Longoria homered in the first inning, giving him a home run in three consecutive games. He added a two-run homer in the eighth.
"I feel good," Longoria said. "I was talking to Carl [Crawford], and it's one of those things -- when you get on a roll like this, you just have to ride it as long as you can. Obviously, I don't always feel this good the whole year. [I] try to keep doing the same things I've been doing every day. Hopefully, it works out in the game."
A leading indicator that Longoria is indeed in the groove is when he hits the ball to center or right field. His first home run came off Orioles starter and former Rays left-hander Mark Hendrickson, and it cleared the wall in center field.
"That's obviously when I realize I'm right," Longoria said. "... When I'm able to stay back on a changeup and hit it the other way, something's going good. A couple of at-bats I kind of gave away in the middle. But, overall, I felt pretty good at the plate."
Hendrickson bit the hand that once fed him by surrendering just one run in 5 1/3 innings to pick up his first win of the season.
"He kept the ball down," Crawford said. "We hit some balls good, but right at people -- but he pitched a good game."
The Orioles trumped Longoria's first-inning homer in the bottom half of the inning, when Melvin Mora singled home two off Rays starter Andy Sonnanstine for a 2-1 lead.
Sonnanstine got some help in the field from right fielder Ben Zobrist, who extinguished an Orioles disturbance in the second, when he dove to backhand Cesar Izturis' sinking line drive and rose to his feet to throw a strike to shortstop Jason Bartlett, who stepped on second base to double off Gregg Zaun.
But the Orioles got back to business with two outs in the fifth, when they pushed three runs across the plate on RBI singles by Nick Markakis and Mora. Aubrey Huff scored another run on a Sonnanstine wild pitch to give Baltimore a 5-1 lead.
"I just didn't feel in sync with my body," said Sonnanstine of his first outing of the season.
Sonnanstine's remark felt appropriate for an evening in which the Rays played hard, but seemed just a little out of sync. Rays hitters struck out nine times and there were several pivotal plays that went against them.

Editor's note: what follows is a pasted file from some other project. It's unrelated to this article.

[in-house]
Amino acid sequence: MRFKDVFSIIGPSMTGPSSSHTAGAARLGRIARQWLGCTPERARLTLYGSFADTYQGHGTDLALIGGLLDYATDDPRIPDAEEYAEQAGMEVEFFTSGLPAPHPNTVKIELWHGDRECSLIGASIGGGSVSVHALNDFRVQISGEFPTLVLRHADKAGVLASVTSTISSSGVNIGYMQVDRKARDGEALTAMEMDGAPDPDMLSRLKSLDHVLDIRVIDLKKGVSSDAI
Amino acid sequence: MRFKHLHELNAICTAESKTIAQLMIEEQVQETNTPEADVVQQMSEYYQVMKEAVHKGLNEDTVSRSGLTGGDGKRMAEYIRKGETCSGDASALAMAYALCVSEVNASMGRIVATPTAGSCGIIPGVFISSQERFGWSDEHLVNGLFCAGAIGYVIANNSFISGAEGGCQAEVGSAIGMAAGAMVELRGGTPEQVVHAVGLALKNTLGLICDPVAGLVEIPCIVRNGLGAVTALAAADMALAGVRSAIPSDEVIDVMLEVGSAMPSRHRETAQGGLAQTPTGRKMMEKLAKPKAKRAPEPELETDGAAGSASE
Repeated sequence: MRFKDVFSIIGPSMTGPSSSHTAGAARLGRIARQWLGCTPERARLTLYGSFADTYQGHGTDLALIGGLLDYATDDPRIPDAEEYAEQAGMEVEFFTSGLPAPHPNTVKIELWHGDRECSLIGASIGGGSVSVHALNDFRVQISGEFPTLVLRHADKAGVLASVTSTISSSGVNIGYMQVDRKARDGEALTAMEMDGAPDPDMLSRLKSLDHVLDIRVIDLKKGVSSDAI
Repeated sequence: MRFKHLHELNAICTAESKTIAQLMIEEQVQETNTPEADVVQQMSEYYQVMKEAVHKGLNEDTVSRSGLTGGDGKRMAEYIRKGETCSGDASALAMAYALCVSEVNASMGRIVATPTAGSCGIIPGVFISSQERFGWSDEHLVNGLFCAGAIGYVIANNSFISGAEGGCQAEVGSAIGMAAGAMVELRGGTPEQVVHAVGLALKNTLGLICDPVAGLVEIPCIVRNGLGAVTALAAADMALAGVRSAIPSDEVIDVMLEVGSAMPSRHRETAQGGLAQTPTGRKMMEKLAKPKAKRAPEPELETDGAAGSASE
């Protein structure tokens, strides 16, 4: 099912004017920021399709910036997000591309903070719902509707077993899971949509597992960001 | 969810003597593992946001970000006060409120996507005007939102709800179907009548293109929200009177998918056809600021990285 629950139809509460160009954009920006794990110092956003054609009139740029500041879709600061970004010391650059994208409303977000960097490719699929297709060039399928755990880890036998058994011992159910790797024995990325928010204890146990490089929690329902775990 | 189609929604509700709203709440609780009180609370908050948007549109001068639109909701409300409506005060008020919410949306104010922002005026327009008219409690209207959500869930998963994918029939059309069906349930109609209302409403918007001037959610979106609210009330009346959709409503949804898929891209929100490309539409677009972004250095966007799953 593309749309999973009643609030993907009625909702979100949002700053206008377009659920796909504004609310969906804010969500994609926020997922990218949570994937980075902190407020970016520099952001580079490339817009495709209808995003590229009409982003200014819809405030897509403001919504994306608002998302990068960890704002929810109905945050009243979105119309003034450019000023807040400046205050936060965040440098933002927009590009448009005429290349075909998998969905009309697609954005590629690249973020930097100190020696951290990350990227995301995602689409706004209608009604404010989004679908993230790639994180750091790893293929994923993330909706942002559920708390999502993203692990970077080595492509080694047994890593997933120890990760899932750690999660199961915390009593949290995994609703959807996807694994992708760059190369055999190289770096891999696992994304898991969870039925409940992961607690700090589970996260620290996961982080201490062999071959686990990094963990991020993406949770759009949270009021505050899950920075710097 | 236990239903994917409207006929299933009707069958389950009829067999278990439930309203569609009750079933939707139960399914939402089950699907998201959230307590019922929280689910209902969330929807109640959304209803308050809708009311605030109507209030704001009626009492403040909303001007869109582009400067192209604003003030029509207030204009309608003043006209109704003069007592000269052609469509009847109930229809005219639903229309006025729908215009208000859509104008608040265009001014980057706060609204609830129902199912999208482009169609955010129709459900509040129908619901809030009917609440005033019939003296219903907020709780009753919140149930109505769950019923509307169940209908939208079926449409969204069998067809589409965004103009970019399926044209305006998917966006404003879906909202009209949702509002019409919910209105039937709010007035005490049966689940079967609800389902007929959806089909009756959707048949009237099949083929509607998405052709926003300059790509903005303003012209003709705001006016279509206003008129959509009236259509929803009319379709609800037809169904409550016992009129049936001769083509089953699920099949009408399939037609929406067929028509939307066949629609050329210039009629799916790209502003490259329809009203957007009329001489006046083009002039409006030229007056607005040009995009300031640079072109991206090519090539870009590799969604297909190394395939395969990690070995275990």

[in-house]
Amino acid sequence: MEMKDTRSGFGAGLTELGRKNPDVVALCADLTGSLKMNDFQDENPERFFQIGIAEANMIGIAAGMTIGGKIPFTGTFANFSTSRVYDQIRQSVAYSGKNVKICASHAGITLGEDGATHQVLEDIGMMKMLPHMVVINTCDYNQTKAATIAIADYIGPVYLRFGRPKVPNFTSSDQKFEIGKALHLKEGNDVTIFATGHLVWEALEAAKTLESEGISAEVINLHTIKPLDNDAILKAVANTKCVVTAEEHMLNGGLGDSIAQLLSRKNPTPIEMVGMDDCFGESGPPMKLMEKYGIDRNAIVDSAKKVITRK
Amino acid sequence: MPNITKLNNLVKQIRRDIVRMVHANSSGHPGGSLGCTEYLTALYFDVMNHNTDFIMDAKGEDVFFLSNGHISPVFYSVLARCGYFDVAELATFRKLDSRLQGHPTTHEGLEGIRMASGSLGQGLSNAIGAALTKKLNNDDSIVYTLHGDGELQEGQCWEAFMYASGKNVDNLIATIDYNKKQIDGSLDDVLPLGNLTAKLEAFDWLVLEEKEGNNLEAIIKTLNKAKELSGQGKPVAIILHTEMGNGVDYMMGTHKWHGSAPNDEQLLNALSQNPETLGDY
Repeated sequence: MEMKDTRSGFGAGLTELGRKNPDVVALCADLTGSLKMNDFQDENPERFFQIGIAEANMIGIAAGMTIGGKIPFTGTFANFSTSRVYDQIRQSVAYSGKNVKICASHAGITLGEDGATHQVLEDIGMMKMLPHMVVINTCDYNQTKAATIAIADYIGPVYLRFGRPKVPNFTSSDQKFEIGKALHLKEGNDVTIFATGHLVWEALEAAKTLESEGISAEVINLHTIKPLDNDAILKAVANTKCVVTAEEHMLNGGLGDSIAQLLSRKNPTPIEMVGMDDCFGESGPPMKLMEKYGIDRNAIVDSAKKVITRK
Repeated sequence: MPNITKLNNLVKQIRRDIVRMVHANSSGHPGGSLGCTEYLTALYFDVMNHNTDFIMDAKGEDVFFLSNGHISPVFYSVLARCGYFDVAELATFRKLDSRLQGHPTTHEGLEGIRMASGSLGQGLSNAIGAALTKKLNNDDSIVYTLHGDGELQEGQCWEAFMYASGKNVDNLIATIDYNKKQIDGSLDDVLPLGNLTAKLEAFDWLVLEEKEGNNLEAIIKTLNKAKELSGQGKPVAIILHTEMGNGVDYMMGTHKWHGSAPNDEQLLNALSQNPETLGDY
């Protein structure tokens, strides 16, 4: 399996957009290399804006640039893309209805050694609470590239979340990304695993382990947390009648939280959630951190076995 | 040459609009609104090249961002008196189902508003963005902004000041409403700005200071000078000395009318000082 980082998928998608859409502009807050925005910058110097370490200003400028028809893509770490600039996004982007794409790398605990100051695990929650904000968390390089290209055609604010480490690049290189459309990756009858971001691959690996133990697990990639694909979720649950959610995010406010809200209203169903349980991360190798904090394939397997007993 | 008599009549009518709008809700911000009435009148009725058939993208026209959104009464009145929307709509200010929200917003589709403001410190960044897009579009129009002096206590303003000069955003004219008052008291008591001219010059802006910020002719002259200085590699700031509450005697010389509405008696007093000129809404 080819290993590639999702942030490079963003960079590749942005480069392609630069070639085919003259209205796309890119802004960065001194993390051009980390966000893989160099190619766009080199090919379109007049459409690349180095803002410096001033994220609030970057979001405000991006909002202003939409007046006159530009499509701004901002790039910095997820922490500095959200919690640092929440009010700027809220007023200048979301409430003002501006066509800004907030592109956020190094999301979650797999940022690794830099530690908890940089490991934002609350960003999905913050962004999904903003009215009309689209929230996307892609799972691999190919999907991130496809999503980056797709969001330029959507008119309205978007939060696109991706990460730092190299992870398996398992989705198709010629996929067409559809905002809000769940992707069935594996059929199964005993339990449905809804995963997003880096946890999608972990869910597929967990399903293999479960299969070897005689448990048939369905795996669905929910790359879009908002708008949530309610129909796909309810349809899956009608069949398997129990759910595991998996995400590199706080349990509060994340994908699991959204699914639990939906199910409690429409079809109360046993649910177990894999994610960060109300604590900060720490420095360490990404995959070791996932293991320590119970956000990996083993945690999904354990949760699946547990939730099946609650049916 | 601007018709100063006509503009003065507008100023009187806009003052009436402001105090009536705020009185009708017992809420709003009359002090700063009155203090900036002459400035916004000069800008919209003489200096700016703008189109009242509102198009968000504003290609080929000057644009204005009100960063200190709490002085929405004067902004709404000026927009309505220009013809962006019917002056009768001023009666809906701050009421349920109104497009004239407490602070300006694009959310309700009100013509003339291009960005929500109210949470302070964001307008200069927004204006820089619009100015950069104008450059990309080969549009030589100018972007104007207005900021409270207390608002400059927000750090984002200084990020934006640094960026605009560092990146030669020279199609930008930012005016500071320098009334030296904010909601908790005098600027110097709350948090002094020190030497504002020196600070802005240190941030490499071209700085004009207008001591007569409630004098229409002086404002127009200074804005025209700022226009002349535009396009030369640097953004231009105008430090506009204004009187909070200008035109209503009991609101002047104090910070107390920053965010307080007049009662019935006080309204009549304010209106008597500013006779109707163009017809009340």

For starters, Crawford got thrown out at third trying to stretch a double into a triple in the first inning. Longoria hit next and crushed his first homer of the night.
"They said the ball bounced right back to [Orioles right fielder Markakis]," Crawford said. "If I'd have seen that, I would have stopped [at second]."
On two different occasions Crawford dove for balls in left field, only to miss by inches. And there was an inning-ending mental gaffe by Gabe Kapler in the fourth, when Zobrist legged out an infield hit and Kapler found himself exposed after rounding third base too far. Huff alertly threw home from first base, and Kapler was tagged out in the ensuing rundown.
"A stupid baserunning play -- completely my responsibility," Kapler said. "This obviously should never happen, but I looked down and touched the base and assumed that [Zobrist] was out at first base. I was rounding the base in case the ball got past the first baseman. Bottom line, bad baserunning play; can't happen."
Dioner Navarro added a solo homer in the ninth off Orioles closer George Sherrill for the final margin. Appropriately enough, the final out came when Akinori Iwamura struck out against George Sherrill.
The loss snapped the Orioles' 12-game losing streak to the Rays.
Bill Chastain is a reporter for MLB.com. This story was not subject to the approval of Major League Baseball or its clubs.